# Why is the the permeability of a ferromagnetic material given as B/H not it's slope dB/dH?

I was going through my Electromagentics book by Sadiku where it was mentioned as a point that permeability of ferromagnetic material is given by the ratio of B(magnetic flux density) to H(magnetic field intensity) and not by the slope dB/dH at a point in the magnetisation or B-H curve.

I am not able to understand why the permeability is given as B/H at a point and not the slope(dB/dH) of B-H curve at a particular point?  • Please write more as to what exactly you don't understand. – Voltage Spike Jun 13 at 15:24

When you buy magnetic materials you usually buy it based on a single permeability number, and for "soft" materials (materials that don't have significant hysteresis) you can get away with designing based on a single permeability number, too.

I think the book is a bit over the top on saying that $$\\mu\$$ should always be taken as $$\B/H\$$. There are times when you need to use $$\dB/dH\$$, and if you're working with hard magnetic materials (i.e., materials that have significant hysteresis) there are times when $$\dB/dH\$$ is not only a function of $$\B\$$ or $$\H\$$, but also a function of the direction that you're going on the curve.

However, that's your book (and to some extent that's the terminology that the field uses), so you need to go with the flow.

Easy: $$\\mu\$$ is constant, or nearly so. This is true for most soft magnetic materials in most applications.

Harder but even with soft materials, $$\dB/dH\$$ is often different for large swings in $$\H\$$ (because the material saturates) or for small swings of $$\H\$$ around a point (because even soft magnetic materials have some hysteresis).

Harder yet

• Some "soft" materials are intentionally operated well into saturation. There's a thing called a "magnetic amplifier" that uses the fact that a core driven to saturation will have a lower $$\dB/dH\$$ around a point.
• Any time that a magnetic material is used for storage you're using a hard (but not too hard) material, and purposely magnetizing it. This is the basis of magnetic media like disk drives, and in an earlier time, core memory. There's a lot of materials science and physical knowledge that goes into making this work.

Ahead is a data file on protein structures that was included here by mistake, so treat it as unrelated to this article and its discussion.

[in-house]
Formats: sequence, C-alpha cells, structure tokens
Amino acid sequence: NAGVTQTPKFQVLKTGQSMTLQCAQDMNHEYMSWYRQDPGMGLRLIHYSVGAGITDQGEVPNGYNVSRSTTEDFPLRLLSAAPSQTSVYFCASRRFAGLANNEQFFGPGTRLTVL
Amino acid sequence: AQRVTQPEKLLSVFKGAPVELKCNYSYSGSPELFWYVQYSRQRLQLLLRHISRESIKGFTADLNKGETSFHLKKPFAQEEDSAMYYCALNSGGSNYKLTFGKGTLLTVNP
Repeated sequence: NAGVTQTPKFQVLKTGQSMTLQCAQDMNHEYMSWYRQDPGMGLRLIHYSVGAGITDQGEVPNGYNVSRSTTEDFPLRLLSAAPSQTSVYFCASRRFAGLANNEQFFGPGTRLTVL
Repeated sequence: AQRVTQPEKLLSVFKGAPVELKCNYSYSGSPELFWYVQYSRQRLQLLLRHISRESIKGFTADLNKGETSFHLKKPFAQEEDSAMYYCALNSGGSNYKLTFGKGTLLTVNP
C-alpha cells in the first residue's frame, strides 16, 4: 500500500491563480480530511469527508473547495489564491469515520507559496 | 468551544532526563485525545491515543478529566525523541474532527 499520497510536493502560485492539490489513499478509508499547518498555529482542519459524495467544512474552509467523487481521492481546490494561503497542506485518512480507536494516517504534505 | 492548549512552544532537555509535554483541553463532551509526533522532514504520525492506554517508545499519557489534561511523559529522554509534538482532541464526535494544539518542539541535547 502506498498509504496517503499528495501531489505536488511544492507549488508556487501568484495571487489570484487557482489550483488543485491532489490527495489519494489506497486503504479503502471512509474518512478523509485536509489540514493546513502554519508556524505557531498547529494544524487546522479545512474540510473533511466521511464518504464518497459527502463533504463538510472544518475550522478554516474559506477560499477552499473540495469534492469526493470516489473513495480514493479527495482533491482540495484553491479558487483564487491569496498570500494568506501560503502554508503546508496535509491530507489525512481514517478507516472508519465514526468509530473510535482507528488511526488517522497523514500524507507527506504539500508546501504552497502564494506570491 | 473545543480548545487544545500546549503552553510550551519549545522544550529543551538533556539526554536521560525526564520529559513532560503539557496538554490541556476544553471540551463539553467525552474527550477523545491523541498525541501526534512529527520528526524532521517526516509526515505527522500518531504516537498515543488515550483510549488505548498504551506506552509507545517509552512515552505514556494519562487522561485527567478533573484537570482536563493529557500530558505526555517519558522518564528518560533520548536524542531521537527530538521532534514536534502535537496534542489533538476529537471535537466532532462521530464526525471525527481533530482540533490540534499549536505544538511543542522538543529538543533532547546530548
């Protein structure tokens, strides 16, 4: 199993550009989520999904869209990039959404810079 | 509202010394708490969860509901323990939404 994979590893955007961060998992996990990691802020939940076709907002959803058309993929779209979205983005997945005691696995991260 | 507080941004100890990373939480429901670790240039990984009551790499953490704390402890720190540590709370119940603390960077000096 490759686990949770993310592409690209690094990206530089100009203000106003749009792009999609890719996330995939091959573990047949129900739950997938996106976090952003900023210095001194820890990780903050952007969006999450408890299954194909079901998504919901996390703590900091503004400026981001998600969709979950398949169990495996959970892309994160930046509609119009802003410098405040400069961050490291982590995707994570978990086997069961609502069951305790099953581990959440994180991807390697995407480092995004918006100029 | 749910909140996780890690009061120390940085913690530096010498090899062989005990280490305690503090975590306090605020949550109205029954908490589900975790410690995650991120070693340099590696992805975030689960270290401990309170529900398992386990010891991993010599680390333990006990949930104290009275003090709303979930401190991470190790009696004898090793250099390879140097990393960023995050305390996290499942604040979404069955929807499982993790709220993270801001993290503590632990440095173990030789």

• Rare earth magnets have a really big $$\\mu\$$ if you take $$\\mu = B/H\$$ as the magnet is shipped. But, as magnetized, if you're not subjecting it to a strong enough $$\H\$$ to demagnetize it, $$\dB/dH \simeq \mu_0\$$ -- i.e., to a magnetic circuit it looks like a chunk of air that generates a very strong $$\H\$$ field.

The best thing to do here (and any time that terminology is vague) is to, first, be aware that your $$\\mu\$$ may not be my $$\\mu\$$, second, don't be afraid to ask, and third, if you're using something other than what's standard for the field, be sure to clarify your terms (i.e., start by saying "when I say 'effective permeability' I mean ...").

• Thank you for such a nice explanation but I am still confused about permeability as B/H or dB/dH for ferromagnetic materials. – Trilok Girish Kamagond Jun 13 at 16:39
• Can u elaborate a little more on that. – Trilok Girish Kamagond Jun 13 at 16:44
• You asked a question about why permeability is defined the way it is -- I believe I answered that (it's convention, meaning that it makes no sense, we do it because we do it). If you have another question about permeability, then please ask it. StackExchange wants you to ask one question at a time, and not get into long involved discussions. – TimWescott Jun 13 at 17:17
• I understand your answer of using B/H and dB/dH under different circumstances. I thought there should be some reason why we do the way we do. So wat could be the reason? – Trilok Girish Kamagond Jun 13 at 17:32
• Let's start with physics 101. There mu = B/H, that's where it's introduced assuming an 'ideal', linear material where also dB/dH = mu and that's the convention. Reality however is a bit more complicated so there are materials for which not dB/dH = mu, and even (hysteresis) where the B/H and/or dB/dH are not only dependent on B and H, but also on the history of the material. This doesn't mean we have to change the convention rather than specify in which part of the operating characteristics we are at the moment we talk about mu. – HarryH Jun 13 at 22:47

Magnetic permeability is usually a constant for most materials. For these materials you use one parameter to describe the material.

$$\ \frac{B}{H}=\mu\$$

Edit: The statement in the book is not wrong, but confusing.

The derivative of a constant is zero, so looking at the rate of change of magnetic permeability would not be useful.

In materials that have a changing magnetic permeability you can use incremental permeability to describe change in the material. In some materials, they also have memory/ hysteresis between B and H, it is then more useful to look the rate of change between B and H:

$$\ \frac{\Delta B}{\Delta H}=\mu_{\Delta}\$$

• Thank you for the explanation. So is my book wrong for ferromagnetic material that permeability is B/H ? It should be dB/dH right? – Trilok Girish Kamagond Jun 13 at 15:49
• Not wrong per se -- see my answer. – TimWescott Jun 13 at 16:00
• Can you mention which answer please? – Trilok Girish Kamagond Jun 13 at 16:12
• @TrilokGirishKamagond you should see Tim Wescott's answer, as he is the author of that comment – Neil_UK Jun 13 at 16:16
• The book is not wrong if they are talking about paramagnetic or diamagnetic materials. If they are talking about ferromagnetic materials, then they are wrong. I'd have to read the whole page and have some context, I also don't know what figure 8.15 looks like – Voltage Spike Jun 13 at 16:17